Jake and Mary Jacobs have been married for 70 years. They’ve overcome all obstacles to get there.
Mary, a White woman, met Jake who was Black in 1940s Britain. Although they lived in the city, Jake was among a very small number of black men.
Mary could have easily walked away, but she was in love with her lover and would do whatever she could to be with him even though her father had told her to leave.
“When I told my father I was going to marry Jake he said, ‘If you marry that man you will never set foot in this house again.'”
They met at the same technical school where Mary took typing and shorthand classes and Jake was in the Air Force.
Mary, who at the time lived in Lancashire and Jake, got to talking and Jake impressed Mary by his Shakespeare knowledge.
Mary, her friend and he went out to a picnic. A lady riding by was surprised to see the two English girls talking to black men. She reported Mary to her dad. Mary’s father was horrified and forbade her from ever seeing him again.
They wrote each other when Jake returned to Trinidad. A few years later, he went to the U.K. in order to find better-paying work.
Jake surprised Mary when he asked her to marry. Mary was 19 at the time and she accepted. However, her family did not accept her marriage proposal.
No family came to our registry office wedding in 1948. In 1948, no family attended our wedding at the registry office.
Mary said while her father was ‘horrified’ that she could contemplate marrying a black man she didn’t realize that the rest of society felt the same way.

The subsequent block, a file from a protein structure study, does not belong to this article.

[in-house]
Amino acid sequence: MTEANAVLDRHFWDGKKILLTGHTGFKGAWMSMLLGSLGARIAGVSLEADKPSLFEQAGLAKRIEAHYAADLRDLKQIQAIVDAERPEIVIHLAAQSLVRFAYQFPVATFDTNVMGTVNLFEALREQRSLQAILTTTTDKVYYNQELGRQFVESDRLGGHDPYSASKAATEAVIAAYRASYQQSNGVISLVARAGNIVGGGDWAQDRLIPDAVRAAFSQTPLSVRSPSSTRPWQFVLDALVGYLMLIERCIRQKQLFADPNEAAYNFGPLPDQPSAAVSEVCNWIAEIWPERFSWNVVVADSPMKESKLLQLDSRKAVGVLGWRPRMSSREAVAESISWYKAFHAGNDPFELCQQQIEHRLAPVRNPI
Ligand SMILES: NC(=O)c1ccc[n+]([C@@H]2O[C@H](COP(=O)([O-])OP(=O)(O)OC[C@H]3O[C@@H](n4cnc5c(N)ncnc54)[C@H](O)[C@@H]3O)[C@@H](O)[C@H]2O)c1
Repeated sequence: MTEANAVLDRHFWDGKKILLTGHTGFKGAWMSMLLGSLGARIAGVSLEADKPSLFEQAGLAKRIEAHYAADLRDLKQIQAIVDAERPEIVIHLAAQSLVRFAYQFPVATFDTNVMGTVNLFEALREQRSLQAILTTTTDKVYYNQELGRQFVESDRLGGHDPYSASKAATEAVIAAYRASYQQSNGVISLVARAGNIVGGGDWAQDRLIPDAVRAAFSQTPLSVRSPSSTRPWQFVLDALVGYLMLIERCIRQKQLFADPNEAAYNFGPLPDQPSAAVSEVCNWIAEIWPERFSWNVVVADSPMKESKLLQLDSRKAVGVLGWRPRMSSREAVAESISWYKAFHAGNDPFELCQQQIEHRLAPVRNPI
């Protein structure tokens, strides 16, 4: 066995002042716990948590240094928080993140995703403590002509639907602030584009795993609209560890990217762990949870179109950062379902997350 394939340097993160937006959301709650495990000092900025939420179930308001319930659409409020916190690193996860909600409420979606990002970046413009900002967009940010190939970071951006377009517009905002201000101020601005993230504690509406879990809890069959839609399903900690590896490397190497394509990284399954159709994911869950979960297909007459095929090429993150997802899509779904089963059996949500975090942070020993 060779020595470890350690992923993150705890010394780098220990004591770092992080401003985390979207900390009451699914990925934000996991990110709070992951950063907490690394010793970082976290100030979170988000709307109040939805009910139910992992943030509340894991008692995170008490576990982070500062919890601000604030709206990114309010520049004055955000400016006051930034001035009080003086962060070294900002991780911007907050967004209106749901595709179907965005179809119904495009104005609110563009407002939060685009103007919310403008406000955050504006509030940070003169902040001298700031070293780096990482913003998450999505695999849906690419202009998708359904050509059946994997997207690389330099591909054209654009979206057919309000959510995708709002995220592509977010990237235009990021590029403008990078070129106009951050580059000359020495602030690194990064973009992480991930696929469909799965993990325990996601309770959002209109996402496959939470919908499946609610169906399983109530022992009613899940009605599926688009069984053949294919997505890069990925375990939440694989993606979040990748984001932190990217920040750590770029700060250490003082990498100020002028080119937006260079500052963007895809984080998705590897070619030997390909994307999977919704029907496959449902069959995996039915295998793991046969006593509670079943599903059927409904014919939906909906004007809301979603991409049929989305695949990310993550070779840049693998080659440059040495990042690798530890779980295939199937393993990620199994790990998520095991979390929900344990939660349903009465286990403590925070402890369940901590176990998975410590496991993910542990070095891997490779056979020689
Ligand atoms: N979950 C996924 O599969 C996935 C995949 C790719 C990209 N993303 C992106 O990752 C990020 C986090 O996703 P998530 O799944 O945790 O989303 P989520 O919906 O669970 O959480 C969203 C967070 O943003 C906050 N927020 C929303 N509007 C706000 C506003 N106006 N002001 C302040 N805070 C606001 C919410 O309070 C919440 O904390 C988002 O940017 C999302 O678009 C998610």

“The first years of our marriage living in Birmingham were hell — I cried every day, and barely ate. We couldn’t get anyone to speak to us. No one would rent an apartment to a black person, and we didn’t have any money.
Mary told Daily Mail it was hard to even walk together down the street because people would point them out.
Mary became pregnant, and her husband was excited to be a parent soon. However, at eight months of pregnancy she gave birth a stillborn baby.
She said, “It was not related to my stress but it broke our hearts and we never had more children.”
Mary became a teacher, rising to the position of assistant principal at a British school. Jake got a job in the Post Office. Mary says she made new friends, but she had to tell people her husband was black first before she would introduce them.
She said, “My father passed away when I was 30, and though we had reconciled at that time, he did not approve of Jake.”
Mary, aged 84, and Jake (aged 89) live in Solihull to the south of Birmingham. Recently they celebrated 70 years together.
Jake tells the young black people of today that he does not regret his actions, but that they do not know how it was for him back in 1940s Britain.
‘Subjected to abuse every day’
“When I arrived in England, I was treated badly every day. Every day I was abused. Once I was on a bus and a man rubbed his hands on my neck and said: ‘I wanted to see if the dirt would come off.
“And back then you couldn’t work in an office — because a black man in an office with all the white girls wasn’t thought to be safe.”
The couple, despite all hardships, abuse and prejudice, are still in love, and they have no regrets for marrying. They enjoy over 70 years together.
They are an inspiration to me and I wish them many years of happiness.